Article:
UAE quashes UK's hopes of quick post-Brexit trade deal

UAE quashes UK's hopes of quick post-Brexit trade deal
The UAE's economy minister has said that the UK is looking to establish deeper economic ties with Gulf states, once it leaves the EU.
2 min read
11 February, 2019
UAE Economy Minister Sultan al-Mansouri said that the UK's wants a free trade deal [Getty]
The UK has approached a number of Gulf countries for a post-Brexit a free trade deal, an Emirati minister said during an economic conference in Dubai on Monday, but quashed hopes in London of a quick deal.

Economy Minister Sultan bin Saeed al-Mansouri confirmed the UK is keen to establish a free trade deal with the Gulf Cooperation Council (GCC) bloc - which includes the UAE.

With a potentially messy UK exit from the European Union just weeks away, London has been desperate to secure new trade deals to minimise the economic harm of a hard Brexit.

But Mansouri told the World Government Summit in Dubai that free deals are years in the making, crushing hopes of a quick fix for the UK, according to Reuters.

Meanwhile, UK International Trade Minister Liam Fox told the panel that he was "looking forward" to a trade deal with the GCC.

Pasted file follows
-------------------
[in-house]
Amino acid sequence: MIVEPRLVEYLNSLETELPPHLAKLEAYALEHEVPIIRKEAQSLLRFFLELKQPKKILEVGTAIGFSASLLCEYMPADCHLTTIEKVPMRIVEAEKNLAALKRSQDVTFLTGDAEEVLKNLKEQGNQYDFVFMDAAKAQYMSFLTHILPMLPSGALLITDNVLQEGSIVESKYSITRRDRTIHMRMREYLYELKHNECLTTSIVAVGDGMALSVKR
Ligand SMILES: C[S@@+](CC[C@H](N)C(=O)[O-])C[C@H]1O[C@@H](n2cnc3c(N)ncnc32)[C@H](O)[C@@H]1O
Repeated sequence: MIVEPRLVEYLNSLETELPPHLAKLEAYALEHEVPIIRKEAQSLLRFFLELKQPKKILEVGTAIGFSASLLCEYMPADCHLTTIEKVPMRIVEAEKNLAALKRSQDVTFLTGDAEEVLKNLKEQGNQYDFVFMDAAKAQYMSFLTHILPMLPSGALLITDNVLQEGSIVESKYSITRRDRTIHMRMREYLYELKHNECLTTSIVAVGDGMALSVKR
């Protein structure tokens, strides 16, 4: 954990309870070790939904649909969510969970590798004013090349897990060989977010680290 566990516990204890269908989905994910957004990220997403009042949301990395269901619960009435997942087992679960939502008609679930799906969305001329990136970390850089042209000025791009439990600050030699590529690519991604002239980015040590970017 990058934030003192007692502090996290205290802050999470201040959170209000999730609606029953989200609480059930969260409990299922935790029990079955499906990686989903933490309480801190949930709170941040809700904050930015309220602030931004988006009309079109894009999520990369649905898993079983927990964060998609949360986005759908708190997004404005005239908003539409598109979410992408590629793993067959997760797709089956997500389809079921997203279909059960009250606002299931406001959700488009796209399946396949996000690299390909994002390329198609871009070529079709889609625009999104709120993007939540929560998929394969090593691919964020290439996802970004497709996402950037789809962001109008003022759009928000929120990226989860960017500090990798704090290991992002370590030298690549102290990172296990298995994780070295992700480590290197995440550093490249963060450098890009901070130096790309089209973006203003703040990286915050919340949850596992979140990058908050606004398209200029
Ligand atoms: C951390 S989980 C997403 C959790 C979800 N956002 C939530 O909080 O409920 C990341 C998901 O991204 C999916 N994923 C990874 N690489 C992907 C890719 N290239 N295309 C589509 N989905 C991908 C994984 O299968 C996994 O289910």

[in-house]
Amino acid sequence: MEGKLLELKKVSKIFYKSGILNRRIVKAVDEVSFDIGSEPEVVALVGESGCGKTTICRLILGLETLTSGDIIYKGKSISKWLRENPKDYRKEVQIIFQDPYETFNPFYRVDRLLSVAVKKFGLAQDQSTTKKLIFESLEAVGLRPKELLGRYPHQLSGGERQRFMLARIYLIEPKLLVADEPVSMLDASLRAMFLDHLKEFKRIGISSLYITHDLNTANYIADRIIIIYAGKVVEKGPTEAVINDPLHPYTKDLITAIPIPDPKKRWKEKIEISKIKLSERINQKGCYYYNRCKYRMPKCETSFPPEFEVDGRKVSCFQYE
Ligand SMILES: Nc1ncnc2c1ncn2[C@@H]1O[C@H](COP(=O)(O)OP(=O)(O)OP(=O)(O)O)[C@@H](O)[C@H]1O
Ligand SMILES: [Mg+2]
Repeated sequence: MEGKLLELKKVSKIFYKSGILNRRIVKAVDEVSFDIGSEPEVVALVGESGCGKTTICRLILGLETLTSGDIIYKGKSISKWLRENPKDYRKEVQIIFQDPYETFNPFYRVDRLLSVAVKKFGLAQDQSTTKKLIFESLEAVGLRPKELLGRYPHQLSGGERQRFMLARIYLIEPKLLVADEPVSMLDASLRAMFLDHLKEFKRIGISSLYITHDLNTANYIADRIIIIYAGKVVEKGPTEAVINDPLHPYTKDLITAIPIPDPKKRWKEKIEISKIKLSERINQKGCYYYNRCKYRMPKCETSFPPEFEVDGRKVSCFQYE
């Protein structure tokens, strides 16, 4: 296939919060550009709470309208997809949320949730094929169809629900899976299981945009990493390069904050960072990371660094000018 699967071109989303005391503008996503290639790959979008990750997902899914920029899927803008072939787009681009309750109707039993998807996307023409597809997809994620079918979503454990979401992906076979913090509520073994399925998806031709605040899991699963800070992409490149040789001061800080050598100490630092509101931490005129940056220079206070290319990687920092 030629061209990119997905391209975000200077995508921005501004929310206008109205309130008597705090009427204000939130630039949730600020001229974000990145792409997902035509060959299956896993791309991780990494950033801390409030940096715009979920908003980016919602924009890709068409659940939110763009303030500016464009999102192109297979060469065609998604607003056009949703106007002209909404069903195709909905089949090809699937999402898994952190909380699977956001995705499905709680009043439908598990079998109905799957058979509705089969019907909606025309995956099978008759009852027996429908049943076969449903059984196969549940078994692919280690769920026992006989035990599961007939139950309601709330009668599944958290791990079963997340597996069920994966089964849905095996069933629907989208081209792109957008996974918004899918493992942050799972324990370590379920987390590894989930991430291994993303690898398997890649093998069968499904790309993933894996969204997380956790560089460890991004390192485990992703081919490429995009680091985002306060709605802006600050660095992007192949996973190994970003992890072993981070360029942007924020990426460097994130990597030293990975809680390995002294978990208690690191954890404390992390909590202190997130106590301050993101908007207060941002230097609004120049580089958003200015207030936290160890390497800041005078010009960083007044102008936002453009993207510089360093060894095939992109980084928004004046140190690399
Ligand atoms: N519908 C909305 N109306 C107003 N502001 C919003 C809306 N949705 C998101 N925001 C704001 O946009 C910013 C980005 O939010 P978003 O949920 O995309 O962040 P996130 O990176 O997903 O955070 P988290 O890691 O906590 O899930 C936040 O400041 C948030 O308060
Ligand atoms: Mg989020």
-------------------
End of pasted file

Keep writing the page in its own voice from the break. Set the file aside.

The UK has eyed the energy-rich region as key target for exports, and wants to increase trade with the UAE from around $22.6 billion in 2017 to $32 billion in 2020.

Gulf countries are also key buyers of UK arms, with Defence Minister Gavin Williamson on Sunday choosing aggressive words to big-up the capabilities of the British armed forces.

This included favouable references to former Prime Minister's vision of making the British navy capable of establishing a "reign of terror" down foreign coasts.

This alarmed arms control campaigners, such as 
Andrew Smith from the Campaign Against Arms Trade, particularly as the UK has provided arms to Saudi Arabia in its bloody military campaign in Yemen.

"Williamson rightly condemns those that flout and ignore international law, but the Government is arming and supporting Saudi forces widely accused of violating international humanitarian law in atrocities against Yemen," Smith said.

Mansouri also hinted at the UAE's changing relations with traditional ally the US, when it said it would remain neutral in Washington's trade war with China saying it would be harmful to "all of us", according to Reuters.